Press "Enter" to skip to content

Gandhi’s grandson visits campus, speaks about ‘new India’

Rajmohan Gandhi, Mahatma Gandhi’s grandson and professor at University of Illinois, spoke to students, faculty, staff and community members about the growth and change in India last Thursday night.

“In 1946, my grandfather said, ‘In [my idealistic] India, the last person would be equal to the first. Nobody would be last and nobody would be first. There shall be no high class or low class, and all people shall live in perfect harmony. We shall be at peace with all the rest of the world. This is the India of my dreams.’ If we are trying to create his India, I think we’re on the right path,” he said.

India has become very tolerant and accepting of diversity in recent years, Gandhi said.

“The president of India right now is a woman. The vice president is Muslim,” he said. “These symbolic shows of diversity show that Indian politics have advanced equality with the help of affirmative action. 

The former members of the lowest ‘untouchable’ caste now have leading places in India’s government as well. If democracy and a good life are the same, then I think we can say India has begun to near that.”

Gandhi said affirmative action has had a very positive role in India, even outside of politics.

“Equality is given to everyone in India, no matter what,” he said. “But there is also positive discrimination toward women and children and the ‘original’ inhabitants of India, the tribes that suffered and went through a lot many years ago. The eventual goal of affirmative action, however, is that some day affirmative action will not be needed.”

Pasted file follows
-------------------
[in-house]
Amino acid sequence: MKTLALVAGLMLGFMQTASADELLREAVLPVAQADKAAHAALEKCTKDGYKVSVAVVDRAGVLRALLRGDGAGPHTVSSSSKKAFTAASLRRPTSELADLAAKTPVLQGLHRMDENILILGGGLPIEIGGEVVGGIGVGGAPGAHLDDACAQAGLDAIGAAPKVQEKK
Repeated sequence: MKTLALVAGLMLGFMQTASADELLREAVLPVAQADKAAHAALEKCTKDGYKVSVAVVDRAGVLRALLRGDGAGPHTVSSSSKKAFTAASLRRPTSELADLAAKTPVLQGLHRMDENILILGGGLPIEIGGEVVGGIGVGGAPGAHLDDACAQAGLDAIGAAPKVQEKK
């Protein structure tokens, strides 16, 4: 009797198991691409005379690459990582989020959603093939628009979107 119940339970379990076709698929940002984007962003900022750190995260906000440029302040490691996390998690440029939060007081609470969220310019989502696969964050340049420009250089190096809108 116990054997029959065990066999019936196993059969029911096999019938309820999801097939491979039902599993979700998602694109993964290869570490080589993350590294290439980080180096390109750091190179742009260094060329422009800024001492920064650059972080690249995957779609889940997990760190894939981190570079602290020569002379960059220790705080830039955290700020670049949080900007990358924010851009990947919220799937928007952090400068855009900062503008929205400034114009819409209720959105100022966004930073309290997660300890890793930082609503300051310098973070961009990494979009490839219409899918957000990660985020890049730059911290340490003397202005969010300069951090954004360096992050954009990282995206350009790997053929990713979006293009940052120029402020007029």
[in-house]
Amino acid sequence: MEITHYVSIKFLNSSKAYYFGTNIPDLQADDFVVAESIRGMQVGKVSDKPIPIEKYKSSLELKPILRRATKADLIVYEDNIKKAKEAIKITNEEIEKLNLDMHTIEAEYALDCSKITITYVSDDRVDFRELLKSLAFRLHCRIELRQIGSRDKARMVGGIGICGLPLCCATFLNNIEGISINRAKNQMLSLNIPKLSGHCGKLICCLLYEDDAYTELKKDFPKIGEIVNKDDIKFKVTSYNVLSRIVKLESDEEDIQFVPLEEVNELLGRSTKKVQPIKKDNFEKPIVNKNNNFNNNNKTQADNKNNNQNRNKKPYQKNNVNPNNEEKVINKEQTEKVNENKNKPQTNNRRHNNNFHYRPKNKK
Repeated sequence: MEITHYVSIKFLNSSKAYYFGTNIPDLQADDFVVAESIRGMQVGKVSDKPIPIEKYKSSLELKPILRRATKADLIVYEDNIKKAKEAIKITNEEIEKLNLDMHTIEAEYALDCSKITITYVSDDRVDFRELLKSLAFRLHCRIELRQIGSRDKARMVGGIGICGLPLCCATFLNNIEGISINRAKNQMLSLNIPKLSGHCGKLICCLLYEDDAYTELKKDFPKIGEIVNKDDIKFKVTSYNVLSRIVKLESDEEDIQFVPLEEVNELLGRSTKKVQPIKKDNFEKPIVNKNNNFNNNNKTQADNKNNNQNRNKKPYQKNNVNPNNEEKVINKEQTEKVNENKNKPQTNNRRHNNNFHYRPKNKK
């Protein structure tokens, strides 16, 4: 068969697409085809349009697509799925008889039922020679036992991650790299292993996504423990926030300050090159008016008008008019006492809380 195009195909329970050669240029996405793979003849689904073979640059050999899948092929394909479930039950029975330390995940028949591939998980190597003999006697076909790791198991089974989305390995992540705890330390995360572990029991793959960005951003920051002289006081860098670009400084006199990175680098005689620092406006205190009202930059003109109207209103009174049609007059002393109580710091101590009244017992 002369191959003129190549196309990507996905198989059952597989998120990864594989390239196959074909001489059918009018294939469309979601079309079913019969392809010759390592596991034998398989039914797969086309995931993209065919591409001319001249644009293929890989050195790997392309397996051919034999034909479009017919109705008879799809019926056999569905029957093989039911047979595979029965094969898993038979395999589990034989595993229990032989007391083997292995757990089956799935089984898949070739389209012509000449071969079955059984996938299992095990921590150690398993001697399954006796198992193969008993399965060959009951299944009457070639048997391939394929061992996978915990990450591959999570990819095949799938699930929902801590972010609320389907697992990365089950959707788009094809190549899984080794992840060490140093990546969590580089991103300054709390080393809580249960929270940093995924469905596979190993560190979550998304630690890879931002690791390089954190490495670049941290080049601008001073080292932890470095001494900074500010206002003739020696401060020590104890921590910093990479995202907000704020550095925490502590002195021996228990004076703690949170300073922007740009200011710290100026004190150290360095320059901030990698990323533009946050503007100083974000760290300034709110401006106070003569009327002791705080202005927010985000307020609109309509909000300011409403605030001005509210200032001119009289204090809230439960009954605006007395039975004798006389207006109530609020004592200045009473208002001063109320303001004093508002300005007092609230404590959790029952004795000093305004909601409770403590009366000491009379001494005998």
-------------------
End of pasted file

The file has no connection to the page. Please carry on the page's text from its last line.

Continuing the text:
India’s growth is also obvious on a technological level, Gandhi said.

“There are over 700 million cell phones now in the hands of the Indians,” he said. “That’s certainly a lot of growth. But don’t forget about the starving, the crippled or the homeless, because they’re still there too.”

Gandhi said he thinks India is heading in the right direction and will only continue to grow and form ties with the rest of the world.

“It’s very heartening to me that Indians are becoming internationally known, benefitting the community while finding satisfying careers for themselves,” he said. “India is in the position to build bridges of understanding from the west to Islam. India is one of the best places to build these connecting bridges between the rest of the world.”

Copyright © 2023, The Scout, Bradley University. All rights reserved.
The Scout is published by members of the student body of Bradley University. Opinions expressed do not necessarily reflect those of the University.